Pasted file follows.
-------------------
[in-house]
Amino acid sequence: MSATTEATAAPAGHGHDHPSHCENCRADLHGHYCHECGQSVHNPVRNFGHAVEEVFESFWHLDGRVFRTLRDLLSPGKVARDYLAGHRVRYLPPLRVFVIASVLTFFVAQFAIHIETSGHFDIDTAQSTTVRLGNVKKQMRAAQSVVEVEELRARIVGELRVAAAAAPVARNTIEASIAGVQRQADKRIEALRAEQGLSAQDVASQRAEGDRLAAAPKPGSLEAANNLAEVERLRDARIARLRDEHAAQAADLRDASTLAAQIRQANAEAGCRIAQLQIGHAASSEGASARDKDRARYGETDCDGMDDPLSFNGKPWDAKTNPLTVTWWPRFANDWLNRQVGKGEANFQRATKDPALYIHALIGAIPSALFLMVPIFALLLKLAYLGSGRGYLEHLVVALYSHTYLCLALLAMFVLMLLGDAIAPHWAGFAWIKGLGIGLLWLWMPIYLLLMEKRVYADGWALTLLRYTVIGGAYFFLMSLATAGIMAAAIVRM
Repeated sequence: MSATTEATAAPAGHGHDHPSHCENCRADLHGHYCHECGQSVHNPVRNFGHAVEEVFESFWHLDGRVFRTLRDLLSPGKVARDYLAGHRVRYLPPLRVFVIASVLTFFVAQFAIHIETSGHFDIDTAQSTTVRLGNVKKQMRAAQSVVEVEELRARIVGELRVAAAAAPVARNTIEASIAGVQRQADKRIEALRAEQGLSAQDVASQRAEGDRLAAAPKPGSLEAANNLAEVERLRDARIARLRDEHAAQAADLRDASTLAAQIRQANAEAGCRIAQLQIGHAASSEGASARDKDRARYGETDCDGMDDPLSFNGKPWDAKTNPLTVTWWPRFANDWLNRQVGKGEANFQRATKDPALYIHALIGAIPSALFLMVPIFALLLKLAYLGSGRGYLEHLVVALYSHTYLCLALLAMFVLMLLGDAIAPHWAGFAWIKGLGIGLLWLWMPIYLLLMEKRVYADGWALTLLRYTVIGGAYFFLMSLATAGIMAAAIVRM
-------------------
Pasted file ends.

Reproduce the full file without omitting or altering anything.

[in-house]
Amino acid sequence: MSATTEATAAPAGHGHDHPSHCENCRADLHGHYCHECGQSVHNPVRNFGHAVEEVFESFWHLDGRVFRTLRDLLSPGKVARDYLAGHRVRYLPPLRVFVIASVLTFFVAQFAIHIETSGHFDIDTAQSTTVRLGNVKKQMRAAQSVVEVEELRARIVGELRVAAAAAPVARNTIEASIAGVQRQADKRIEALRAEQGLSAQDVASQRAEGDRLAAAPKPGSLEAANNLAEVERLRDARIARLRDEHAAQAADLRDASTLAAQIRQANAEAGCRIAQLQIGHAASSEGASARDKDRARYGETDCDGMDDPLSFNGKPWDAKTNPLTVTWWPRFANDWLNRQVGKGEANFQRATKDPALYIHALIGAIPSALFLMVPIFALLLKLAYLGSGRGYLEHLVVALYSHTYLCLALLAMFVLMLLGDAIAPHWAGFAWIKGLGIGLLWLWMPIYLLLMEKRVYADGWALTLLRYTVIGGAYFFLMSLATAGIMAAAIVRM
Repeated sequence: MSATTEATAAPAGHGHDHPSHCENCRADLHGHYCHECGQSVHNPVRNFGHAVEEVFESFWHLDGRVFRTLRDLLSPGKVARDYLAGHRVRYLPPLRVFVIASVLTFFVAQFAIHIETSGHFDIDTAQSTTVRLGNVKKQMRAAQSVVEVEELRARIVGELRVAAAAAPVARNTIEASIAGVQRQADKRIEALRAEQGLSAQDVASQRAEGDRLAAAPKPGSLEAANNLAEVERLRDARIARLRDEHAAQAADLRDASTLAAQIRQANAEAGCRIAQLQIGHAASSEGASARDKDRARYGETDCDGMDDPLSFNGKPWDAKTNPLTVTWWPRFANDWLNRQVGKGEANFQRATKDPALYIHALIGAIPSALFLMVPIFALLLKLAYLGSGRGYLEHLVVALYSHTYLCLALLAMFVLMLLGDAIAPHWAGFAWIKGLGIGLLWLWMPIYLLLMEKRVYADGWALTLLRYTVIGGAYFFLMSLATAGIMAAAIVRM